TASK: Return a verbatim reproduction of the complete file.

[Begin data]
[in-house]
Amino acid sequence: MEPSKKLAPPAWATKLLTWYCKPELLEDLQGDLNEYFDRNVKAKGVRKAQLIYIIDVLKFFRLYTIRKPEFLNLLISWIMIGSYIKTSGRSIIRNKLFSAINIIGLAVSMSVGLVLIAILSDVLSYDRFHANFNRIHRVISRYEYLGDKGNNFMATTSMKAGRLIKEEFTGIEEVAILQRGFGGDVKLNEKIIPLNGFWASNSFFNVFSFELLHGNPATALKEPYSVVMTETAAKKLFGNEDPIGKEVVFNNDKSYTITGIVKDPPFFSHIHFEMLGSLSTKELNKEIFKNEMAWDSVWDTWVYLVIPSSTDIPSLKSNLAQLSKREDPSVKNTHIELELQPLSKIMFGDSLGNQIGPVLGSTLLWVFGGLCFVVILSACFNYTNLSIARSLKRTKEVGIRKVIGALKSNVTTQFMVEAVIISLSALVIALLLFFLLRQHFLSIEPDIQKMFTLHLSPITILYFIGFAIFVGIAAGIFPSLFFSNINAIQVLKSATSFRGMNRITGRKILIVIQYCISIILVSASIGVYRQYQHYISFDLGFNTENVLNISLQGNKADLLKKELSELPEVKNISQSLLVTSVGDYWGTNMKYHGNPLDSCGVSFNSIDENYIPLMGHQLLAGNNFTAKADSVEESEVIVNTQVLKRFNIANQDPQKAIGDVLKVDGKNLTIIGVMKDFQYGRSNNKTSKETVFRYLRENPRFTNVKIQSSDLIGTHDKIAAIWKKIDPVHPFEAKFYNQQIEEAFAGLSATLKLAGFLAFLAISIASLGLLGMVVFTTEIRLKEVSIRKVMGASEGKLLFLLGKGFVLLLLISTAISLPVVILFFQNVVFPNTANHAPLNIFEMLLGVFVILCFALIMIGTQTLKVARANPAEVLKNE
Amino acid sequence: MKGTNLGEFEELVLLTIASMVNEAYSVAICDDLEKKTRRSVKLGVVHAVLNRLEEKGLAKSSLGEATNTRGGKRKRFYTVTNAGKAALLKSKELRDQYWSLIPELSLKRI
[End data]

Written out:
[in-house]
Amino acid sequence: MEPSKKLAPPAWATKLLTWYCKPELLEDLQGDLNEYFDRNVKAKGVRKAQLIYIIDVLKFFRLYTIRKPEFLNLLISWIMIGSYIKTSGRSIIRNKLFSAINIIGLAVSMSVGLVLIAILSDVLSYDRFHANFNRIHRVISRYEYLGDKGNNFMATTSMKAGRLIKEEFTGIEEVAILQRGFGGDVKLNEKIIPLNGFWASNSFFNVFSFELLHGNPATALKEPYSVVMTETAAKKLFGNEDPIGKEVVFNNDKSYTITGIVKDPPFFSHIHFEMLGSLSTKELNKEIFKNEMAWDSVWDTWVYLVIPSSTDIPSLKSNLAQLSKREDPSVKNTHIELELQPLSKIMFGDSLGNQIGPVLGSTLLWVFGGLCFVVILSACFNYTNLSIARSLKRTKEVGIRKVIGALKSNVTTQFMVEAVIISLSALVIALLLFFLLRQHFLSIEPDIQKMFTLHLSPITILYFIGFAIFVGIAAGIFPSLFFSNINAIQVLKSATSFRGMNRITGRKILIVIQYCISIILVSASIGVYRQYQHYISFDLGFNTENVLNISLQGNKADLLKKELSELPEVKNISQSLLVTSVGDYWGTNMKYHGNPLDSCGVSFNSIDENYIPLMGHQLLAGNNFTAKADSVEESEVIVNTQVLKRFNIANQDPQKAIGDVLKVDGKNLTIIGVMKDFQYGRSNNKTSKETVFRYLRENPRFTNVKIQSSDLIGTHDKIAAIWKKIDPVHPFEAKFYNQQIEEAFAGLSATLKLAGFLAFLAISIASLGLLGMVVFTTEIRLKEVSIRKVMGASEGKLLFLLGKGFVLLLLISTAISLPVVILFFQNVVFPNTANHAPLNIFEMLLGVFVILCFALIMIGTQTLKVARANPAEVLKNE
Amino acid sequence: MKGTNLGEFEELVLLTIASMVNEAYSVAICDDLEKKTRRSVKLGVVHAVLNRLEEKGLAKSSLGEATNTRGGKRKRFYTVTNAGKAALLKSKELRDQYWSLIPELSLKRI